German Chancellor Angela Merkel and French President Emmanuel Macron met last Monday in Berlin. As a rule, the first foreign visit of the elected leader to an important political power has a profoundly symbolic and practical significance. The first visit demonstrates the priorities and intentions of the foreign policy of the leader of this country. So it happened this time. Macron pointed out the importance for France of participating with Germany in the EU's supporting structure - the Franco-German axis.
European media interpreted the first meeting of French President Makron with Chancellor Merkel in Berlin with "cautious optimism." In the Dutch De Volkskrant wrote: "Macron and Merkel - are beautiful names that sound from both sides of the Franco-German axis." As is the case with the Canadian prime minister Justin Trudeau and US President Barack Obama, is the type of Macron, next to which Merkel can absorb a little of its shine.
This is the external side of the visit of the elected president of France. However, this event is mainly of interest from the point of view of the reforms proposed by the Macro of the eurozone, which should give a new impulse to European integration and overcome the crisis phenomena in the European Union. In recent years, the European Union has faced a series of problems: the euro- and debt crisis, the migration and border crisis, the terrorist attacks of fanatical Islamists and, finally, the UK's withdrawal from the EU. In this regard, Macron said that he would seek "a historic reconstruction of Europe and the eurozone." He stresses everywhere that France and the European Union must recover during his five-year presidential term. Otherwise, the road to "extremism" will be opened, which will crush a single Europe.
The "path of recovery" lies through reforms that are possible through cooperation between the two leading powers of the European Union - France and Germany. At a joint press conference after the talks, Merkel and Macron struggled to emphasize that they would cooperate. But it was noticed that none of the leaders addressed the other by name, as is customary in the European Union. Although each was emphatically attentive to each other. This is the fourth French president, with whom, after 2005, Merkel is at the Chancery post. The discrepancy in the experience between the two leaders was so obvious that Merkel deemed it necessary to warn in advance that she would not behave with the new inhabitant of the Elysee Palace as "knowing everything," but would listen carefully to him.
However, we can not say that he himself is a newcomer to German-French politics. Between 2012 and 2014, as Minister in the office of President Hollande, he actively participated in the Franco-German discussions on how to create deeper economic integration in the core of the eurozone. It has already been noted that the new Prime Minister of France, Edouard Philip, appointed by Macron, speaks German fluently. The former French ambassador in Berlin, Philippe Etienne, will now become Senior Advisor for Political Affairs at Macron. German priorities of Paris are underlined in the foreground.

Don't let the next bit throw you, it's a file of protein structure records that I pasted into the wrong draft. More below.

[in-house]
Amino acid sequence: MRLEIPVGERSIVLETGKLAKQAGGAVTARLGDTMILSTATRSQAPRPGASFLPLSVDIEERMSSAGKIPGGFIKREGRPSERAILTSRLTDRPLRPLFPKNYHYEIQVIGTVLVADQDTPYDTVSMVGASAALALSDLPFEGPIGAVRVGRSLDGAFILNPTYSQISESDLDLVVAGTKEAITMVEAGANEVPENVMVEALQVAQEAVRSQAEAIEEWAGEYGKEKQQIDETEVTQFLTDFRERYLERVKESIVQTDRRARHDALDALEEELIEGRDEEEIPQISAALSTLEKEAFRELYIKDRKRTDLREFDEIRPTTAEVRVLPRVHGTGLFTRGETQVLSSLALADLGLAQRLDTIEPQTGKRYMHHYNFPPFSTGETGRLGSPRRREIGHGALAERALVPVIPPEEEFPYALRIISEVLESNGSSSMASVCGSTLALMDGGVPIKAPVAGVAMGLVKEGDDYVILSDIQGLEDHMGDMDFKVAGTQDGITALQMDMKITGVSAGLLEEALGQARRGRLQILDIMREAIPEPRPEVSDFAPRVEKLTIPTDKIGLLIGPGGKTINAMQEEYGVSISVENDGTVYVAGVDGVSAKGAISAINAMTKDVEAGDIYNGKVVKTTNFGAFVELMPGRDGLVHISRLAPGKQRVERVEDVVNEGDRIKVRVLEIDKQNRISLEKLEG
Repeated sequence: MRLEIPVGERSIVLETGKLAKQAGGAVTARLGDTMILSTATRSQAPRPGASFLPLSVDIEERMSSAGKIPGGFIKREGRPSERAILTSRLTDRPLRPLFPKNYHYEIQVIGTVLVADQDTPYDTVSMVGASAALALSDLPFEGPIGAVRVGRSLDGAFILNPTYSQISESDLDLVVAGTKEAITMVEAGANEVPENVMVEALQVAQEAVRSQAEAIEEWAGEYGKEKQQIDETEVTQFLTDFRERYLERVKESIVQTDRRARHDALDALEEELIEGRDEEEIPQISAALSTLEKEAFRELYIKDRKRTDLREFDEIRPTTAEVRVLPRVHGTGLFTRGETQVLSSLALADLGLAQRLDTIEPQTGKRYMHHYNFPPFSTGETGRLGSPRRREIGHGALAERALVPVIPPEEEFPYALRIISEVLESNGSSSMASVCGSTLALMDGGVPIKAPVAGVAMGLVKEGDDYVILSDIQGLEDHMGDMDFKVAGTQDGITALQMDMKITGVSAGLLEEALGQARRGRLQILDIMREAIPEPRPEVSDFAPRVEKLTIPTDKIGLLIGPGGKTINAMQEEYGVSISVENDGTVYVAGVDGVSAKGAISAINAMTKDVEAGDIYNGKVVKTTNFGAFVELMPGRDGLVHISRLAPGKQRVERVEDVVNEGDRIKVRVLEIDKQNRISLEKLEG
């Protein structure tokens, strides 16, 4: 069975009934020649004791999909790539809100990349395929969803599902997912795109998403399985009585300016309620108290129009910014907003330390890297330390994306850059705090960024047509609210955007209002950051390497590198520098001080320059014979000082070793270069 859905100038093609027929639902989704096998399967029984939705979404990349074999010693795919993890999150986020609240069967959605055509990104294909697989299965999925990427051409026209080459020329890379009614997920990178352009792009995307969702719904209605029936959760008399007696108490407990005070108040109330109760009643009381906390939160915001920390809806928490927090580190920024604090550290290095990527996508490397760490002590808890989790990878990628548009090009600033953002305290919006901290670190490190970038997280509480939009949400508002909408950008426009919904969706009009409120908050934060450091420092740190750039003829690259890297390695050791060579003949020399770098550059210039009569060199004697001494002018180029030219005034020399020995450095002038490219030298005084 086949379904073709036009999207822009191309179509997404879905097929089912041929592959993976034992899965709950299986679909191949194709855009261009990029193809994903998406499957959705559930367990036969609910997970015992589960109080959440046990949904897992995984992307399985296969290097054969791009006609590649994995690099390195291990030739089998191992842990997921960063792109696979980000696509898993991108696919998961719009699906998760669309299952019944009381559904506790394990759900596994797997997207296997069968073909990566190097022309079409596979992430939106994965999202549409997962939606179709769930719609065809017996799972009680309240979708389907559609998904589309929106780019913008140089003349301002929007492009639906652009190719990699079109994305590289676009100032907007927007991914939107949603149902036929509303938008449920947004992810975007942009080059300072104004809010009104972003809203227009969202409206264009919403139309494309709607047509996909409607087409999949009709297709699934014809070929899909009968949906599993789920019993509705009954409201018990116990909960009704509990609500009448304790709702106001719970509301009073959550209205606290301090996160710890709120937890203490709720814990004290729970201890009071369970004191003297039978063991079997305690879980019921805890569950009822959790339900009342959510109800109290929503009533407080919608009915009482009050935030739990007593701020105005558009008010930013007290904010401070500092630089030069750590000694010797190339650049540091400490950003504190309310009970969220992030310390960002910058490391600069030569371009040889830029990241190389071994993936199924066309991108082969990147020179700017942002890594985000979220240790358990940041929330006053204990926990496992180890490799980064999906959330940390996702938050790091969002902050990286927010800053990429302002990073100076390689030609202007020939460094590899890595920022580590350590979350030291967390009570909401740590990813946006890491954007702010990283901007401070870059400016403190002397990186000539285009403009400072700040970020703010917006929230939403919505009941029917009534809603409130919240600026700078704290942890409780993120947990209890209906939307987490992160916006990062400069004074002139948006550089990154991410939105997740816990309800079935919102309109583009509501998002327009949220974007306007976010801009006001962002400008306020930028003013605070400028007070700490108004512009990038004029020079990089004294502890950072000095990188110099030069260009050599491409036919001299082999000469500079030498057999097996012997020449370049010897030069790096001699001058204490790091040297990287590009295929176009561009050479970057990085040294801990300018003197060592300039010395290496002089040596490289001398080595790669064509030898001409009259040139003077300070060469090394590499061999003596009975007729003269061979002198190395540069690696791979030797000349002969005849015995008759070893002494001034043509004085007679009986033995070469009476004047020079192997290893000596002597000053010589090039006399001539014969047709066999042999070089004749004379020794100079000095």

Germany itself looks at Macron simultaneously with hope and skepticism. In the German press, the joy over the election of Macron as president of France was quickly replaced by criticism of the proposed European reforms. So, for example, the German weekly Der Spiegel 13 May even came out with a portrait of the new French president on the cover and a sarcastic signature: "Dear friend. Emmanuel Macron saves Europe, and Germany must pay for it. " In a speech to the leadership of the CDU, Merkel said that she was not going to change her "approach" just because a new president was elected in France. Immediately after that, her spokeswoman issued a statement that the German government is not a supporter of Eurobonds, which, allegedly, is going to follow MacDonald's example.
"Dear friend. Emmanuel Macron save Europe, and Germany must pay "
On the other hand, Merkel does not want to complicate life for the new French president. The election of Macron happened at a time when her own influence in Europe was running out. In the eyes of a large number of Europeans and Germans, including Merkel remains "Chancellor of budgetary economy", which opened the gates of Europe in front of inocultural refugees. Therefore, it is no accident that during the visit of Macron the German leadership showed encouraging gestures addressed to Paris. Chancellor Merkel and her chief deputy - Finance Minister Wolfgang Schäuble before important negotiations with the French president stated that they are ready to show flexibility in trying to solve the economic problems of France. The Chancellor stressed that the Germans should not be the main ones, that is, they recognized that it was necessary to listen to French wishes. The degree to which Merkel is ready to follow this path is not clear.
In an interview with the weekly Der Spiegel, Minister Schaeuble acknowledged that the positive trade balance of Germany with France alone is € 35-38 billion, and that is too much, in his opinion. Schaeuble confirmed that there is a need for transfers between the richer and poorer EU states. "The community can not exist without strong bail for the weaker," he said. In turn, Merkel said last week at a business dinner in Dusseldorf that she was ready to consider the eurozone budget for 2018 year, "to help countries that want to reform." Such statements should be seen as encouraging gestures towards Paris. A more balanced relationship between Germany and France could put an end to Berlin's reputation in recent years as a "selfish European hegemon" for Germany.
The main result of the first meeting of Macron and Merkel was the statement of the German Chancellor that, according to Berlin, it is possible to introduce changes in the basic agreements of the EU within the framework of the process of reforming the European Union. Merkel said she was personally ready to consider such changes. Macron responded by saying that "changing the treaty for a long time was a French taboo," but that changed after he became president. Earlier in Berlin, were cautious about the plans of the French president to reform the European agreements. "At the moment, changes in the European treaty are unrealistic," said the official representative of the German Finance Ministry on the eve of Macron's visit to Berlin. Thus, there is a cardinal shift in the position of Berlin on the key issue.